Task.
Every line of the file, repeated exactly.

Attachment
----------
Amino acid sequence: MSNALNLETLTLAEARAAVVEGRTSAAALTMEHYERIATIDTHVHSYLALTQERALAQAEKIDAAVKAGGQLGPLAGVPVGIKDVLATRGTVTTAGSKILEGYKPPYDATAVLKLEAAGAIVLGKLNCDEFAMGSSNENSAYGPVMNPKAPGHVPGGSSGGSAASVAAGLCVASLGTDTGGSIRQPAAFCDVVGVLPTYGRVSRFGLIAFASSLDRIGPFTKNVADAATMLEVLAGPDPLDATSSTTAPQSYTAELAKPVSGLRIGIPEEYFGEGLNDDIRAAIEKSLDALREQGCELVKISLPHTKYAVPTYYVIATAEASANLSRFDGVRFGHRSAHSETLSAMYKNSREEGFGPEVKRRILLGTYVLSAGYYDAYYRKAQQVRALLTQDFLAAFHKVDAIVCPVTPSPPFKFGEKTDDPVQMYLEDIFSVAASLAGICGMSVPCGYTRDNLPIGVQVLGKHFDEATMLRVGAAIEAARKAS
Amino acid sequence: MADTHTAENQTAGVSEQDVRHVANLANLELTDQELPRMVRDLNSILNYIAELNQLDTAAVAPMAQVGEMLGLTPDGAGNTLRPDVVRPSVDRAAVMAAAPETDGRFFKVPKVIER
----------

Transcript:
Amino acid sequence: MSNALNLETLTLAEARAAVVEGRTSAAALTMEHYERIATIDTHVHSYLALTQERALAQAEKIDAAVKAGGQLGPLAGVPVGIKDVLATRGTVTTAGSKILEGYKPPYDATAVLKLEAAGAIVLGKLNCDEFAMGSSNENSAYGPVMNPKAPGHVPGGSSGGSAASVAAGLCVASLGTDTGGSIRQPAAFCDVVGVLPTYGRVSRFGLIAFASSLDRIGPFTKNVADAATMLEVLAGPDPLDATSSTTAPQSYTAELAKPVSGLRIGIPEEYFGEGLNDDIRAAIEKSLDALREQGCELVKISLPHTKYAVPTYYVIATAEASANLSRFDGVRFGHRSAHSETLSAMYKNSREEGFGPEVKRRILLGTYVLSAGYYDAYYRKAQQVRALLTQDFLAAFHKVDAIVCPVTPSPPFKFGEKTDDPVQMYLEDIFSVAASLAGICGMSVPCGYTRDNLPIGVQVLGKHFDEATMLRVGAAIEAARKAS
Amino acid sequence: MADTHTAENQTAGVSEQDVRHVANLANLELTDQELPRMVRDLNSILNYIAELNQLDTAAVAPMAQVGEMLGLTPDGAGNTLRPDVVRPSVDRAAVMAAAPETDGRFFKVPKVIER